Australians recently marked ‘R U OK? Day’ as the national day of action held in September each year, aimed at encouraging people to start a meaningful conversation in an attempt to help those who may be struggling with their mental health. 


While it’s important to shine the spotlight on this issue annually, at Planet Fitness, we believe that any day is a chance to start exercising and not only bettering your physical self but in particular your mental health


For decades researchers have studied and shared their findings about physical exercise and a healthy diet, linking both to overall physical wellbeing. As research develops, the links between physical activity and mental health grow stronger, with the common belief that with a healthy body, comes a healthy mind. With mental illness’ affecting 4,000,000 Australians, and with eight Australians taking their own lives every day, the issue of Australia’s mental health status is something that needs to be of a focal point for not only the government but also at an intrapersonal level. This can all be started by learning the benefits of healthy living on the brain and mind, and then putting it into practice. 


When looking at past research about physical exercise and psychological health, it is important to look at the individual, their lifestyle, and implementing a health plan that targets not only their fitness and skill level but something that caters for their personal needs. 


For instance, say you are an individual who is just beginning to exercise or are elderly then low-intensity activities such as walking, swimming, and bike riding will provide important psychological benefits, as well supporting ageing, reducing coronary heart disease, improving functional loss, and increasing overall life expectancy. 

Due to the cross morbidity of some physical illness with mental health problems,
the inclusion of physical exercise might also be a means to minimise the symptoms
of the original physical health problem. 

One study looked at 3,403 participants both male and female (aged between 25-64), who had completed a risk factor survey, along with an “exercise habits and perceived health” questionnaire. The results of the study suggested that if you exercise at least two to three times a week for a minimum of an hour, you are more likely to experience significantly less depressive symptoms, anger, and stress than those who are exercising less or not at all.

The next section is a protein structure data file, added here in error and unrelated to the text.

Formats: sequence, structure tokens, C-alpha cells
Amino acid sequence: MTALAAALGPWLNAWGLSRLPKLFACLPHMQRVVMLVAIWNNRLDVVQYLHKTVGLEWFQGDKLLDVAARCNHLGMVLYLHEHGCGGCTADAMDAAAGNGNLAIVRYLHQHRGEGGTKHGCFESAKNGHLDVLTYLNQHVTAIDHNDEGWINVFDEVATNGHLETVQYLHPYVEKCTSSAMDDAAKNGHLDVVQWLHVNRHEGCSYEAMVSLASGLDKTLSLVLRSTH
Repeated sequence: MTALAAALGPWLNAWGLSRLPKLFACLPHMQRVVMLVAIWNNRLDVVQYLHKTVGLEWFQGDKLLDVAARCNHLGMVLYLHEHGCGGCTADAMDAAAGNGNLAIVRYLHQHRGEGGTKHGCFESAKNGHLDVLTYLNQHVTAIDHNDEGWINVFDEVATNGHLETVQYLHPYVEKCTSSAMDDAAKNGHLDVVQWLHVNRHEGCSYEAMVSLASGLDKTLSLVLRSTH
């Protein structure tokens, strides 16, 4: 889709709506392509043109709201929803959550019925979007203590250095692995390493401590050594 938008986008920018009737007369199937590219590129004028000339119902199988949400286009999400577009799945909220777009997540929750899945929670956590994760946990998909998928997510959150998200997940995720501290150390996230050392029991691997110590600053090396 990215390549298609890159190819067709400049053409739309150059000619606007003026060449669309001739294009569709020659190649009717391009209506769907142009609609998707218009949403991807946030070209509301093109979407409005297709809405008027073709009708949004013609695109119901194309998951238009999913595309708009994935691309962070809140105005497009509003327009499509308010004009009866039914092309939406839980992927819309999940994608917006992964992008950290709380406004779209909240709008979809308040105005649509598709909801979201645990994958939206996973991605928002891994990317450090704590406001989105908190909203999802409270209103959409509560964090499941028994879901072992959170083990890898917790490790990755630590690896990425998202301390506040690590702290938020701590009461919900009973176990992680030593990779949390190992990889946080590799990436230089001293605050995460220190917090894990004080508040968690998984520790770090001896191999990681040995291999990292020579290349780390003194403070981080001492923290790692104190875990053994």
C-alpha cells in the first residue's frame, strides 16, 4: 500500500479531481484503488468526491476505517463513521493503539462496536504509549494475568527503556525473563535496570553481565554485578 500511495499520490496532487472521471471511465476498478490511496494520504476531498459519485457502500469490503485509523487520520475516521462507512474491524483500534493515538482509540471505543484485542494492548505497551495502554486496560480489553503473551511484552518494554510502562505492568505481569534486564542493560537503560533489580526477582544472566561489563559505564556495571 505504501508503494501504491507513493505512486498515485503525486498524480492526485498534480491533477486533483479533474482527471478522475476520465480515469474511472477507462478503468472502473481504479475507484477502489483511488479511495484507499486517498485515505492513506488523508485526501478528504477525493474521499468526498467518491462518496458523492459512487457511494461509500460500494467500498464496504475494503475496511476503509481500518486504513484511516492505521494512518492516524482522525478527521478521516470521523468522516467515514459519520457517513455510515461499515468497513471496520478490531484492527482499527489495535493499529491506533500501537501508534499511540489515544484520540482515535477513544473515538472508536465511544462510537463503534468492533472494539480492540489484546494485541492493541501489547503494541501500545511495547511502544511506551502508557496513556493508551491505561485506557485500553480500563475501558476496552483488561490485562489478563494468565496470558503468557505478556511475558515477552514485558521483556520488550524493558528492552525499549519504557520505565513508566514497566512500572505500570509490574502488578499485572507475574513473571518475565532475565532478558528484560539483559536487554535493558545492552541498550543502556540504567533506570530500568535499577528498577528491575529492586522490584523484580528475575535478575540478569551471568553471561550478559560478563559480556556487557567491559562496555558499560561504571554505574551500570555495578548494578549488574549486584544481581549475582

Furthermore, the individuals who did exercise acknowledged that they had higher levels of coherence, and a stronger feeling of social integration, along with overall higher confidence in self and self-perception. This feeling of joining a community is a driving force behind combatting mental health in all areas, due to this feeling of self-worth and purpose, by surrounding yourself with people with a common goal, and helping motivate each other to live longer healthier and overall more positive lives. 


This includes the possibility of alcoholism and substance abuse in individuals who experience anxiety or depression, and use such substances as a means of dealing with the psychosocial disorder. Further studies have been conducted to see if there are improvements in substance abuse when regular exercise routines are introduced into individual’s lives. In one particular study, 58 male and females with alcohol abuse problems, participated in a fitness program for three months. Results showed that after the three-month program there was a significant improvement in abstinence when compared with control groups. 


So as a nation what are we doing? There are so many actions that we can do to improve those statistics, and re-shape mental health to a positive outcome. If we target this as a community, ask each other on a daily basis ‘are you okay?’, and then focus on both the intrapersonal and interpersonal level of our mental health, by incorporating healthy living into our lives, then positivity and uplifted mindset is just the beginning of a better future.

 

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